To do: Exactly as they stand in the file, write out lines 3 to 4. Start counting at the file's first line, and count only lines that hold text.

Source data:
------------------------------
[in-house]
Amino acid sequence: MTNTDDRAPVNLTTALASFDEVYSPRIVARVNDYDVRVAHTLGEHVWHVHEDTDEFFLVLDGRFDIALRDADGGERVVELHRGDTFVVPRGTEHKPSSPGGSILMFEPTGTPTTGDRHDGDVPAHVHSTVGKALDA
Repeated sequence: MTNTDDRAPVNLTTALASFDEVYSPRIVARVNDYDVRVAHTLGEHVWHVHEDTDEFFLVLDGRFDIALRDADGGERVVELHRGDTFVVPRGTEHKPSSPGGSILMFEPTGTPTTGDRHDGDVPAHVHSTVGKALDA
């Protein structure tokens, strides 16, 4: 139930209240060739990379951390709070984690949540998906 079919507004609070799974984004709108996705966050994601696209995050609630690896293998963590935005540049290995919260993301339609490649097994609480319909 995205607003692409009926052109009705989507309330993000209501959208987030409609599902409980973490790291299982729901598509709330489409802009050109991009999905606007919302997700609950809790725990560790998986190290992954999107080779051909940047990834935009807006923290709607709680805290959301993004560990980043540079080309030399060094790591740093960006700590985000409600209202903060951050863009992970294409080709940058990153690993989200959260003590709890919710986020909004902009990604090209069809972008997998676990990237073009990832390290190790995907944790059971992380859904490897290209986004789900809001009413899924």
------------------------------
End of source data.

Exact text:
Repeated sequence: MTNTDDRAPVNLTTALASFDEVYSPRIVARVNDYDVRVAHTLGEHVWHVHEDTDEFFLVLDGRFDIALRDADGGERVVELHRGDTFVVPRGTEHKPSSPGGSILMFEPTGTPTTGDRHDGDVPAHVHSTVGKALDA
């Protein structure tokens, strides 16, 4: 139930209240060739990379951390709070984690949540998906 079919507004609070799974984004709108996705966050994601696209995050609630690896293998963590935005540049290995919260993301339609490649097994609480319909 995205607003692409009926052109009705989507309330993000209501959208987030409609599902409980973490790291299982729901598509709330489409802009050109991009999905606007919302997700609950809790725990560790998986190290992954999107080779051909940047990834935009807006923290709607709680805290959301993004560990980043540079080309030399060094790591740093960006700590985000409600209202903060951050863009992970294409080709940058990153690993989200959260003590709890919710986020909004902009990604090209069809972008997998676990990237073009990832390290190790995907944790059971992380859904490897290209986004789900809001009413899924």